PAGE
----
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Review of  Computational Methods for Corpus Annotation and Analysis

Reviewer: Phoebe M. S. Lin
Book Title: Computational Methods for Corpus Annotation and Analysis
Book Author: Xiaofei Lu
Publisher: Springer Nature
Linguistic Field(s): Computational Linguistics
Text/Corpus Linguistics
Issue Number: 26.1303

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Review's Editor: Helen Aristar-Dry


Corpus linguistics has been fast developing since the 1960s. The efficiency of microprocessors and data storage has grown exponentially while the cost has been dropping. In this information age, language corpora with tens of millions of words are increasingly common. Linguists can easily compile their own multi-million word corpora and search for patterns of interest using a personal computer. However, as the size of corpora continues to increase, the new problem is the apparent poverty of automated language analysis tools that offer alternative and/or more advanced analyses. Without appropriate automated tools, the variety of analyses that can be performed on a multi-million-word corpus is limited. Lu’s ‘Computational Methods for Corpus Annotation and Analysis’ is a book that offers corpus linguists a solution to the problem. The book introduces automated tools for 14 types of annotation and analysis, including tokenization, word segmentation, lemmatization, parsing, POS tagging, semantic tagging, dialogue act tagging, discourse structure tagging and discourse cohesion and coherence tagging. The aim is to empower corpus linguists so that advanced corpus analyses can be conducted on very large corpora even without knowledge of computer programming.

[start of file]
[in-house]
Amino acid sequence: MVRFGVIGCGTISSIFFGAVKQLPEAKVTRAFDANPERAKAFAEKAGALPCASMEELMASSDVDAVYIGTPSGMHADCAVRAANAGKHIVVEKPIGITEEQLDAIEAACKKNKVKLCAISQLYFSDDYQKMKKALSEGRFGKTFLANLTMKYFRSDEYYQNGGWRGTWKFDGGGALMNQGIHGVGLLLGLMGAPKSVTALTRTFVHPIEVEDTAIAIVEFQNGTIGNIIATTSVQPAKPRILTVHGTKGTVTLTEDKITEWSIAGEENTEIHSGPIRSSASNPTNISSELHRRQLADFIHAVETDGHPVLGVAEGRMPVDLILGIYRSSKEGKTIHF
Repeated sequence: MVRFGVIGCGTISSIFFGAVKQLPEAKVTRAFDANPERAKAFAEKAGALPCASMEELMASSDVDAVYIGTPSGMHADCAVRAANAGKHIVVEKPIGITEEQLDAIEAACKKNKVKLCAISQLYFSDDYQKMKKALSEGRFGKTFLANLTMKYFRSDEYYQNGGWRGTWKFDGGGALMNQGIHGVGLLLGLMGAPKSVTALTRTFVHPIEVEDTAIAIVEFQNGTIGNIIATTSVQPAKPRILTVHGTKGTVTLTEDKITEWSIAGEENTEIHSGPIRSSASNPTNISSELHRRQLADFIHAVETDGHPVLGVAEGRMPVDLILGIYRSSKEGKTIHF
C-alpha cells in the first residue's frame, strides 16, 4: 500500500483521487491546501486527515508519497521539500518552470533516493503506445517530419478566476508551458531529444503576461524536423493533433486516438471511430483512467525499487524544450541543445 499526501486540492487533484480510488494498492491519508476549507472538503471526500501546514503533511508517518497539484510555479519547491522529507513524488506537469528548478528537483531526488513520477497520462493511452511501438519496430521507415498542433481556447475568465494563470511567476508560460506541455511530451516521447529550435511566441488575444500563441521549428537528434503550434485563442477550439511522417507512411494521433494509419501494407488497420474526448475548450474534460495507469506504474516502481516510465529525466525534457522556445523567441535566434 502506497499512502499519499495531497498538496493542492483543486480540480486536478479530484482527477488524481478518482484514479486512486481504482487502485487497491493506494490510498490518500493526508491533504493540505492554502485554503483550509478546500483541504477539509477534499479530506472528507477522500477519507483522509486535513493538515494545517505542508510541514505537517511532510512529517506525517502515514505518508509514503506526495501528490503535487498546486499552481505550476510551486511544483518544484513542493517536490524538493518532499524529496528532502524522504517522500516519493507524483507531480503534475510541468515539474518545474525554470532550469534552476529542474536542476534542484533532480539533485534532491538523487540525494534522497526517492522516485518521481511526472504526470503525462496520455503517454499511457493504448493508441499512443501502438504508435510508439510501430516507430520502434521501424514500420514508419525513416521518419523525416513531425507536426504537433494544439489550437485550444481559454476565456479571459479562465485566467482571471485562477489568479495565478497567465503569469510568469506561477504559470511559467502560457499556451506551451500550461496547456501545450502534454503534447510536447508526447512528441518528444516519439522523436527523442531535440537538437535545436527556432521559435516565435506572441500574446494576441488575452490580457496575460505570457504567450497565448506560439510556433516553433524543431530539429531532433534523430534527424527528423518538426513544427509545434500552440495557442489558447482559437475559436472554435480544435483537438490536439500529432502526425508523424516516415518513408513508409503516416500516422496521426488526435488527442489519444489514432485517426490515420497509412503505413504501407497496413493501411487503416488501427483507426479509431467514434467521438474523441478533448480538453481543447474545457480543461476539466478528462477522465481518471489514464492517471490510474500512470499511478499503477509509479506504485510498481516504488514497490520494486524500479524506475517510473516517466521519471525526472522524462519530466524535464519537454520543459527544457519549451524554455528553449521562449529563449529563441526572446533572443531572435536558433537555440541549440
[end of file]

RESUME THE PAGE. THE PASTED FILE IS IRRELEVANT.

The book consists of eight chapters. Chapter 1, “Introduction”, presents the objectives, rationale and organization of the book and highlights the benefits of corpus annotation.
Chapter 2, “Text processing with the command line interface”, paves the way for the use of the 14 types of corpus annotation and analysis tools, some of which need to be invoked using UNIX command lines. Two types of UNIX command lines are presented: basic commands (e.g. for creating, changing and copying directories, reading from and writing to directories, moving and copying files) and commands for text processing (e.g. searching with regular expressions, filtering and substituting text strings in files). The commands are illustrated with examples downloadable from the book’s website.

Chapter 3, “Lexical annotation”, demonstrates the use of the Stanford Part-of-Speech (POS) tagger (Toutanova et al. 2003) and the CLAWS Tagger (Garside 1987) for POS tagging, the TreeTagger (Schmid 1994) and the Morpha lemmatizer (Minnen et al. 2001) for lemmatization, the Stanford Tokenizer (Klein and Manning 2003) for tokenization, and the Stanford Word Segmenter (Green and DeNero 2012, Tseng et al. 2005) for word segmentation.